Submarine Force Museum Home of Historic Ship Nautilus
We will be CLOSED for Spring Maintenance 27 - 30 March and 3-4 April.
Begining 5 April we will be OPEN 9am - 5-m
- USS Nautilus History
- Medal of Honor Recipients
- Medal of Honor Display
- TM2 Henry Breault
- CAPT John Cromwell
- CDR Samuel Dealey
- RADM Eugene Fluckey
- LCDR Howard Gilmore
- RADM Richard O'Kane
- VADM Lawson Ramage
- CAPT George Street
- NR-1 History
- Submarine Bilbiography
Submarine Force Medal of Honor Recipient
CAPT John Philip Cromwell
Commanding Officer, USS SCULPIN
"For conspicuous gallantry and intrepidity at the risk of his life above and beyond the call of duty as Commander of a Submarine Coordinated Attack Group with Flag in the USS SCULPIN, during the Ninth War Patrol of that vessel in enemy-controlled waters off Truk Island, 19 November 1943. Undertaking this patrol prior to the launching of our first large-scale offensive in the Pacific Captain Cromwell, alone of the entire Task Group, possessed secret intelligence information of our submarine strategy and tactics, scheduled Fleet movements and specific attack plans. Constantly vigilant and precise in carrying out his secret orders, he moved his under seas flotilla inexorably forward despite savage opposition and established a line of submarines to southeastward of the main Japanese stronghold at Truk. Cool and undaunted as the submarine, rocked and battered by Japanese depth charges, sustained terrific battle damage and sank to an excessive depth, he authorized SCULPIN to surface and engage the enemy in a gunfight, thereby providing an opportunity for the crew to abandon ship. Determined to sacrifice himself rather than risk capture and subsequent danger of revealing plans under Japanese torture or use of drugs, he stoically remained aboard the mortally wounded vessel as she plunged to her death. Preserving the security of his mission at the cost of his own life, he served his country as he served the Navy, with deep integrity and an uncompromising devotion to duty. His great moral courage in the face of certain death adds new luster to the traditions of the United States Naval Service. He gallantly gave his life for his country."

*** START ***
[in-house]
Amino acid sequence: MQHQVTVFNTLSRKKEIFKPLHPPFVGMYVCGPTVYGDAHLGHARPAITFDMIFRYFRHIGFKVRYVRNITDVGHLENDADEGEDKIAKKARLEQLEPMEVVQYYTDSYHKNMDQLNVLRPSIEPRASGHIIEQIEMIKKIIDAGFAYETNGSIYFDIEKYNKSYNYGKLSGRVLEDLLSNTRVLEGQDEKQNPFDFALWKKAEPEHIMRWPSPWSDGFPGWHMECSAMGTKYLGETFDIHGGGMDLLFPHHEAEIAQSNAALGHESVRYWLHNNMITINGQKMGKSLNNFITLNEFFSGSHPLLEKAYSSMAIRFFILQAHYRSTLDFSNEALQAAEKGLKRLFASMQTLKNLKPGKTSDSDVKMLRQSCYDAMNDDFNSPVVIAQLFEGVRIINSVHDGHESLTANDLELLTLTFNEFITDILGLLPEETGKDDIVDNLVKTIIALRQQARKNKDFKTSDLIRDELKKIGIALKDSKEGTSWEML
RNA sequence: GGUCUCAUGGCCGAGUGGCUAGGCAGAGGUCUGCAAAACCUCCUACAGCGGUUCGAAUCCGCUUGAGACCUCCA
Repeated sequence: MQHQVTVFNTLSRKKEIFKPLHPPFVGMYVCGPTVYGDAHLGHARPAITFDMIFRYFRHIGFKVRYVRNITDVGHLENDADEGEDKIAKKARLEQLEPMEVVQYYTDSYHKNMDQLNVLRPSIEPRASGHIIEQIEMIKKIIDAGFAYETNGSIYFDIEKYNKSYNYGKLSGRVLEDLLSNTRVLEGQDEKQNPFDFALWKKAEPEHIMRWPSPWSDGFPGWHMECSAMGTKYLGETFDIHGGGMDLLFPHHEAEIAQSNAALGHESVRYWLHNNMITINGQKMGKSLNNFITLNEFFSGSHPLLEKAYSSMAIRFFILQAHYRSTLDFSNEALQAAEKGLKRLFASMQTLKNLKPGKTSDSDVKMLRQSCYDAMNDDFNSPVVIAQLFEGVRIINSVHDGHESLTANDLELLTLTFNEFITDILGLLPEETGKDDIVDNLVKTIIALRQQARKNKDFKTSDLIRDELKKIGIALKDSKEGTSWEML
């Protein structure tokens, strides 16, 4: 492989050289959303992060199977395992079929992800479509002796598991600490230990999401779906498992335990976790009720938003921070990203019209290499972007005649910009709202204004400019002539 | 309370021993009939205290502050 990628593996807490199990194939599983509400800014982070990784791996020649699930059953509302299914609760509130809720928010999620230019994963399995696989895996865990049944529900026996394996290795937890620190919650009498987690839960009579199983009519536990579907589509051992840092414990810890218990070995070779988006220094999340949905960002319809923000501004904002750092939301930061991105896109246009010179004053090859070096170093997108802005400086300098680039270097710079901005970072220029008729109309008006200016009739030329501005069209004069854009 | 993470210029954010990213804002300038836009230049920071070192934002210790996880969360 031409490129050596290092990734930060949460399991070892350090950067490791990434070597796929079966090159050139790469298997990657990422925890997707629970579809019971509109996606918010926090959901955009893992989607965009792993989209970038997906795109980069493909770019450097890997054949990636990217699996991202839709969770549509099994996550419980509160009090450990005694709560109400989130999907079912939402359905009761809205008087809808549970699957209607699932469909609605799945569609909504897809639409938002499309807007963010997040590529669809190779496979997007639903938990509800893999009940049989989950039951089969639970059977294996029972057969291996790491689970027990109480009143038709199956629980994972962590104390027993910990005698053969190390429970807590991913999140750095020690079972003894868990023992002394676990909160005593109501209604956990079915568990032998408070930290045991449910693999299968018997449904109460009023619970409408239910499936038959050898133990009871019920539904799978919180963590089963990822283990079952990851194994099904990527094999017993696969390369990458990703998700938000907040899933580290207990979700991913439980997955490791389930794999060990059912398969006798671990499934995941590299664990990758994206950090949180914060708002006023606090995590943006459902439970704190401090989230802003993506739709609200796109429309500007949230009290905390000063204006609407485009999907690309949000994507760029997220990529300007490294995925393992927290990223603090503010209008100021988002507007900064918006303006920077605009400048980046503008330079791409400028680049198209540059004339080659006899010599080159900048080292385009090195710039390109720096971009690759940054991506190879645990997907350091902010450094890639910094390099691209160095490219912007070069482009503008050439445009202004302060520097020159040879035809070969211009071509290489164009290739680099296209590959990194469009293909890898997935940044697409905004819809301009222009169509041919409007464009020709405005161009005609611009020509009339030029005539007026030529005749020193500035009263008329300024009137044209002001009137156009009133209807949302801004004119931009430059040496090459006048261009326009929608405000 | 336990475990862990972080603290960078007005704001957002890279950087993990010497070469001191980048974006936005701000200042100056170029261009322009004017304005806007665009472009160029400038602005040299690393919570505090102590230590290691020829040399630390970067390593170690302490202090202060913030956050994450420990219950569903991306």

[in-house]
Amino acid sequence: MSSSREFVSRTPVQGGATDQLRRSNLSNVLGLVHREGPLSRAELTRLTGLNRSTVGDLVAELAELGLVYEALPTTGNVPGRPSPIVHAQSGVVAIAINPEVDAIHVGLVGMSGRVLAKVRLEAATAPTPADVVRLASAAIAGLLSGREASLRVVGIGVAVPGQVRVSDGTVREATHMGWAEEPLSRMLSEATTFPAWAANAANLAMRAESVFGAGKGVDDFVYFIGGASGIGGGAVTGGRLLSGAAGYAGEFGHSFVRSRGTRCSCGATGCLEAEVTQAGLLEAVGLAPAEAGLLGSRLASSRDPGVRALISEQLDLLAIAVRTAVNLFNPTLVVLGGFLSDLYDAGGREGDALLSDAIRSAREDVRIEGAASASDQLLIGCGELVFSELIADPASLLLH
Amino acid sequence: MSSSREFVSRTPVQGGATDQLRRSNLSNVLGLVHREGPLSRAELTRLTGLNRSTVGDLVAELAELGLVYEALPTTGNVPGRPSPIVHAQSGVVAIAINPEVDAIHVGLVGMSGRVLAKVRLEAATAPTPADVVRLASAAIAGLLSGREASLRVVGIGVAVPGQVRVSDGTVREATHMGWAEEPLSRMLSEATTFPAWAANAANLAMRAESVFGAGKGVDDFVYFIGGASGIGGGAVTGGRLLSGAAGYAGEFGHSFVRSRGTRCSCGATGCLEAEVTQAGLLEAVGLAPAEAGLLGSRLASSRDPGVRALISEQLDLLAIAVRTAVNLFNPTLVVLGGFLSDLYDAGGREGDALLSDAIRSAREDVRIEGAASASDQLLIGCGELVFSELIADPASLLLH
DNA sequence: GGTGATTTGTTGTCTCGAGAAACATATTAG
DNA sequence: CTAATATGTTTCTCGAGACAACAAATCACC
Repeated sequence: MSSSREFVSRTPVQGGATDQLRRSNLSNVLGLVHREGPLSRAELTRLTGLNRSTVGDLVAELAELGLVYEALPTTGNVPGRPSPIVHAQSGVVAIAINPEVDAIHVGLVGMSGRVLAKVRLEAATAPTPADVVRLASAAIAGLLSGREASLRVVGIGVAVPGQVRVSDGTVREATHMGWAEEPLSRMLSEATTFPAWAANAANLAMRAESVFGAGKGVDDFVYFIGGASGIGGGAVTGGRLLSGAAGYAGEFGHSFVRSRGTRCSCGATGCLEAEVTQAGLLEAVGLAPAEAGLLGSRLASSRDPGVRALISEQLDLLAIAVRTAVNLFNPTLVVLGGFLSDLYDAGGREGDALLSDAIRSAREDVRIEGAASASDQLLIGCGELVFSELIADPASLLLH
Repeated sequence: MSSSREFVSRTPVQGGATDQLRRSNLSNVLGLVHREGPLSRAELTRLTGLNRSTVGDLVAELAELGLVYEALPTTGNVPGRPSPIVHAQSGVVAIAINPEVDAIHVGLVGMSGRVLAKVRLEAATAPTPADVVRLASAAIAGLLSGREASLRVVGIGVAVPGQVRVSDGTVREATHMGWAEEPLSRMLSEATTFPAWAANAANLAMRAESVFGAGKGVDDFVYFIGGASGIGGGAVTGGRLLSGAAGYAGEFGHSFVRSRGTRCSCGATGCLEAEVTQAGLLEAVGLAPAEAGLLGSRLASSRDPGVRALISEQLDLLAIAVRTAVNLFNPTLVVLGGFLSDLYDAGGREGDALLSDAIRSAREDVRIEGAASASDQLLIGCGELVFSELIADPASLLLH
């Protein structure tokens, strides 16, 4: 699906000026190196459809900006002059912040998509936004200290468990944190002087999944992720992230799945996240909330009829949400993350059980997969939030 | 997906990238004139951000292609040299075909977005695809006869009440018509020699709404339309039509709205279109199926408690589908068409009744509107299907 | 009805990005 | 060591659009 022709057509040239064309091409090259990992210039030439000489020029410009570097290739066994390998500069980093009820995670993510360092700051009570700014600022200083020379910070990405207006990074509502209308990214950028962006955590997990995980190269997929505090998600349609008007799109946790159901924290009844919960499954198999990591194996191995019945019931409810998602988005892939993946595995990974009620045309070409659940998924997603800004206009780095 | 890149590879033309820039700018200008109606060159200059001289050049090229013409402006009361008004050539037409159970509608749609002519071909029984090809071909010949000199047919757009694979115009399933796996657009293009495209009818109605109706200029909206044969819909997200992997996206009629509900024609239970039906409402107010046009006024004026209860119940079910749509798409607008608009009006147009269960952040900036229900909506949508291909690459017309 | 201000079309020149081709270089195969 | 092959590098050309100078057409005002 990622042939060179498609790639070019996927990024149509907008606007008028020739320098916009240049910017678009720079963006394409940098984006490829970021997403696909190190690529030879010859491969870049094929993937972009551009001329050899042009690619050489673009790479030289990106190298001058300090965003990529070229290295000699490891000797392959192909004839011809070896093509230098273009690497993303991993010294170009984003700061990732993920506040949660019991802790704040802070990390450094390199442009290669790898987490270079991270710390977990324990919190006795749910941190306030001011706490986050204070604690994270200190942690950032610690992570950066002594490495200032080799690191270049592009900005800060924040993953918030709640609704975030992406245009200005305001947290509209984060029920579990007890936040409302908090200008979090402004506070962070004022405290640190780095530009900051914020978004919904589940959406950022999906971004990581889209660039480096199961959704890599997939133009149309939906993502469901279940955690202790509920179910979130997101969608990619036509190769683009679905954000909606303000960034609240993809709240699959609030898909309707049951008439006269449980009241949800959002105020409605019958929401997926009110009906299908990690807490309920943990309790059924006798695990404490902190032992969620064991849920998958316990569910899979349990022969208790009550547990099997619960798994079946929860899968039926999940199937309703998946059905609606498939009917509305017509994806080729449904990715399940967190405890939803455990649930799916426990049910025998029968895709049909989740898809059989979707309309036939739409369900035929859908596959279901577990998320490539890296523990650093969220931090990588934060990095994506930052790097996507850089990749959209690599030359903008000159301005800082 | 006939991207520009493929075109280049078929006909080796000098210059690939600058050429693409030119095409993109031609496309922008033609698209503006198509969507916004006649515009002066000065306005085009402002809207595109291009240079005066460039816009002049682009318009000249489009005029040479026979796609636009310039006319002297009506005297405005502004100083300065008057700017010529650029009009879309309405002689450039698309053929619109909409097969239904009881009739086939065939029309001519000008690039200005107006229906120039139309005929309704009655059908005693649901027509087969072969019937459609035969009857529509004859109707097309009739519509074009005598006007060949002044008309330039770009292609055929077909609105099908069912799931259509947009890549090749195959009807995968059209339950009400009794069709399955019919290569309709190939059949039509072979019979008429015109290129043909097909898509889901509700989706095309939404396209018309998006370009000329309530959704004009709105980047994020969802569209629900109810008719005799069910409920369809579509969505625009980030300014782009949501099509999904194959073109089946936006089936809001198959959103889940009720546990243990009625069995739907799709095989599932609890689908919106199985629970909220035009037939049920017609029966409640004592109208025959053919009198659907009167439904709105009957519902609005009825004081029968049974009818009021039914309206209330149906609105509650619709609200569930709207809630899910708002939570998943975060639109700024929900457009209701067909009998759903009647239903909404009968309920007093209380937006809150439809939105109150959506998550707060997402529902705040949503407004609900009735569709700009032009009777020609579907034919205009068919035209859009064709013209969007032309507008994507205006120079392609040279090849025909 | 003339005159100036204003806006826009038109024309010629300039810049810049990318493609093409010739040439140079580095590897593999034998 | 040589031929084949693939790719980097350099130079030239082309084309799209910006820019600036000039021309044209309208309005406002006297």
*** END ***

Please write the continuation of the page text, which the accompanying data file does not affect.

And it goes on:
Undersea Warfare Magazine "Historical Reflection" article.